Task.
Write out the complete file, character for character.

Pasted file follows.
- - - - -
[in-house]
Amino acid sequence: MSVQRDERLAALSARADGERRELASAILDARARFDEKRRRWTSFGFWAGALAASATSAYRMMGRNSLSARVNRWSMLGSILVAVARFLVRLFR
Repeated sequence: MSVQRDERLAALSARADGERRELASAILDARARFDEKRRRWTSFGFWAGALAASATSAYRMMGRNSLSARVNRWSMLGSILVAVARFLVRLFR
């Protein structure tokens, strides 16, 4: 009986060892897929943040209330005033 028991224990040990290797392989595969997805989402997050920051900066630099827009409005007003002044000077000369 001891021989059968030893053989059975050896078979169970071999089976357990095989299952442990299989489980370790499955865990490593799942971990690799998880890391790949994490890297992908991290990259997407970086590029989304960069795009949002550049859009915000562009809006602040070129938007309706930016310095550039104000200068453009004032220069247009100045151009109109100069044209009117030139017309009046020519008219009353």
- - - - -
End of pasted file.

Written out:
[in-house]
Amino acid sequence: MSVQRDERLAALSARADGERRELASAILDARARFDEKRRRWTSFGFWAGALAASATSAYRMMGRNSLSARVNRWSMLGSILVAVARFLVRLFR
Repeated sequence: MSVQRDERLAALSARADGERRELASAILDARARFDEKRRRWTSFGFWAGALAASATSAYRMMGRNSLSARVNRWSMLGSILVAVARFLVRLFR
């Protein structure tokens, strides 16, 4: 009986060892897929943040209330005033 028991224990040990290797392989595969997805989402997050920051900066630099827009409005007003002044000077000369 001891021989059968030893053989059975050896078979169970071999089976357990095989299952442990299989489980370790499955865990490593799942971990690799998880890391790949994490890297992908991290990259997407970086590029989304960069795009949002550049859009915000562009809006602040070129938007309706930016310095550039104000200068453009004032220069247009100045151009109109100069044209009117030139017309009046020519008219009353």